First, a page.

The US Syrian strategy has yet to be clearly articulated, Parwez Rahim Kader, a lecturer with the Erbil-based Salahaddin University, told Sputnik, commenting on the US-Turkish controversy over American military aid to the Syrian Kurds. According to Kader, if the US halts supplying arms to the Kurds, the latter may seek closer ties with Damascus.
One should not forget that the US has no consistent strategy in Syria, especially within the current administration, Parwez Rahim Kader, a lecturer with the Erbil-based Salahaddin University, told Sputnik, commenting on Donald Trump’s November 24 pledge to stop arming the Kurdish People’s Protection Units (YPG).
“The most important point here is that sending more military support is not part of the US strategy. For this reason, this seems to be contradicting with the US strategy,” Kader pointed out. “Only in the longer term, it will be known to us whether the US abandons the Kurds or not… This will depend on the changes on the ground, the balance of power between regional actors and the issue of terrorism or the reemergence of terrorist groups.”
US Intentions in Syria ‘Are Not Quite Clear’
Kader emphasized that the US’ actual intentions “are not quite clear.” In any event, while “direct and visible military supplies to the Kurds might be suspended,” the military cooperation and support “will continue indirectly in a new framework,” he believes.
According to the academic, “the situation very much depends on the changes on the ground in Syria, especially the US-Russia agreement on the future of Syria on the one hand and US-Turkey relations on the other hand.” At the same time, the Israel-Iran conflict and their Kurdish strategy also remains an important factor.
If the US continues to support the YPG “Turkey will most likely try to contain the Kurdish forces and all measures will be pursued to end the de facto control of these forces,” he said.
However, under this scenario terrorist groups on the ground will benefit the most from the ongoing hostility and bolster their positions by filling the vacuum, the academic noted. Simultaneously, Iran and the Syrian government would gain more power and leverage in that case, according to Kader.
US Attempts to Normalize Relations With Turkey Likely to Fail
Referring to Trump’s promise to curb arms deliveries to the Syrian Kurds given during the phone call to his Turkish counterpart, the academic suggested that Washington is “trying to normalize its relations with Turkey” as it “is not happy with the Russo-Turkish rapprochement.”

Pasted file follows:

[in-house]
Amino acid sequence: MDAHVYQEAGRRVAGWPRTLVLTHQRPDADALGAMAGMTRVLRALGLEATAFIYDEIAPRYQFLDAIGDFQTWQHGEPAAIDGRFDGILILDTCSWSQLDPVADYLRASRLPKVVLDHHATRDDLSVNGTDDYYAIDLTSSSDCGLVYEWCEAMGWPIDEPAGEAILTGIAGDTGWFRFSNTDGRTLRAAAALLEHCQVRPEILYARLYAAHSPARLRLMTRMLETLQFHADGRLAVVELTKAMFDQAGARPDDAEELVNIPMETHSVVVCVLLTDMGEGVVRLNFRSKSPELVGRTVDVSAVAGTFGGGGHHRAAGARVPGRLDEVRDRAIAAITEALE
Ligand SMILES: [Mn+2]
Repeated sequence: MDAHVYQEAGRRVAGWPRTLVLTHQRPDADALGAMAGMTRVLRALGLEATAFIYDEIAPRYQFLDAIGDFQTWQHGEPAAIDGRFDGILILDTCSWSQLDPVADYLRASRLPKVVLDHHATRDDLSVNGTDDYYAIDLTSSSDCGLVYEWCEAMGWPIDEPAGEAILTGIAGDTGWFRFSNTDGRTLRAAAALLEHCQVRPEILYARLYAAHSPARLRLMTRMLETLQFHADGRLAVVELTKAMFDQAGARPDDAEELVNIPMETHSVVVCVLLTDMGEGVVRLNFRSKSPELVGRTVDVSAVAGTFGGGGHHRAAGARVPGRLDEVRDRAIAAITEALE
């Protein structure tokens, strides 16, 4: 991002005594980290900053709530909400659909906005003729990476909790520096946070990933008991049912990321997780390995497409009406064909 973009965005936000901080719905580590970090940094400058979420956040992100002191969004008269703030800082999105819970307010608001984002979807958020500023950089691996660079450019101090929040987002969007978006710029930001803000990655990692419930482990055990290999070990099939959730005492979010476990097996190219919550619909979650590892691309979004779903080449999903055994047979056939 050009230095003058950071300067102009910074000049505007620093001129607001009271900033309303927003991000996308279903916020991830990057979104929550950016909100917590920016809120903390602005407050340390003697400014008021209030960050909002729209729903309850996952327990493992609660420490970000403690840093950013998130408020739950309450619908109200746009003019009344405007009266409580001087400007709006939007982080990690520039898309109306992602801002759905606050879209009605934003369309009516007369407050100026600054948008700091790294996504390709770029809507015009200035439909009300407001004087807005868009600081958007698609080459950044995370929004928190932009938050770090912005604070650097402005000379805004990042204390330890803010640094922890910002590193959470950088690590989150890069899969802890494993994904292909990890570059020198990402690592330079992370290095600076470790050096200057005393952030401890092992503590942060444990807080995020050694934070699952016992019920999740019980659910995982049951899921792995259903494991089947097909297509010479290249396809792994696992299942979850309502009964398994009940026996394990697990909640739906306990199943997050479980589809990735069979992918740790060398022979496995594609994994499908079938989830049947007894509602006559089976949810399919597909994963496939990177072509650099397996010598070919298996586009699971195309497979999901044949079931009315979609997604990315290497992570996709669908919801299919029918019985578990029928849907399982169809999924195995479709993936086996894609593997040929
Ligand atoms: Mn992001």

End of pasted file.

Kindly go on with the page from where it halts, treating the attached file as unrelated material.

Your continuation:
“Here, the Kurds seem to be the best card to be given to Turkey as a privilege, while there are tensions between the US and Turkey now on the case of involvement with Reza Zarrab by Erdogan’s relatives and the involvement in financial corruption related to the sanctions on Iran,” Kader stressed.
The US is carrying out an investigation into Reza Zarrab, a dual citizen of Turkey and Iran who was arrested in the US in March 2016 over alleged violation of anti-Iranian sanctions. Speaking to the NTV broadcaster on Sunday Erdogan highlighted criminal prosecution of Turkish citizens in the US was part of a broader plan aimed at driving a wedge into Turkish society.
“They [the United States] are trying to punish, condemn and compromise us because we do not stick to their scripts, which are obvious and are being carried out through their co-authors in our country,” the Turkish president said.
In this context it is somewhat unlikely that Ankara under Erdogan will normalize relations with Washington, despite US efforts to “decrease the concerns of Turkey in arming the Kurds in Syria” and keep the Turkish leadership away from the Russo-Iranian bloc, the academic suggested.
He underscored that the US needs Turkey to curtail Iran’s influence in Syria, Lebanon and Iraq. Still the tensions between Ankara and Washington “are likely to continue until the US and Russia reach an agreement on different issues in the region,” he said.
The Syrian Kurds May Change the Whole Dynamic by Mending Fences With Damascus
According to Kader, in case the US cut its military aid to the Syrian Kurds, the latter are likely to seek closer ties with the Bashar al-Assad government. “However, we have to mention that the Assad [government] without Russia and Iran cannot determine the political dynamics,” he believes.
He highlighted that “Russia has become the winner number one in the Syrian crisis” since “it has maintained its historical presence in Syria, prevented the fall of the Assad [government], and internationally has boosted its leverage and prestige and forced the US to make concessions.”
The academic suggested that if the Syrian Kurds mend fences with Damascus, then Russia, “as the protector” of the Syrian government “might not allow Turkey to weaken the Kurds.” He insists that “the Russian and Turkish interests are not aligned in Syria,” adding that it is possible that Moscow “will keep the Kurdish card to use it against [Ankara] in case of conflict with Turkey.
“If that happens Russia will replace the US support to the Kurds. Again, this is a scenario; much depends on the shifts in the balance of power in the post-ISIS [Daesh] context and if the US completely abandons the Kurds,” Kader suggested.
On December 5 Turkish President Recep Tayyip Erdogan once again raised the issue of the US’ providing military support to the Syrian Kurds, wondering what is behind the growing number of US bases in northern Syria and further deliveries of weapons to the YPG.
“Why are weapons being delivered to the region? Where and against whom will it be used by the US? Against Iran or against Turkey? Or, in case, they are courageous enough, against Russia?” Erdogan asked at the meeting of the ruling Justice and Development Party (AKP).
Ankara regards the YPG as an affiliate of the Kurdistan Workers’ Party (PKK), a designated terrorist organization in Turkey, the United States and the European Union.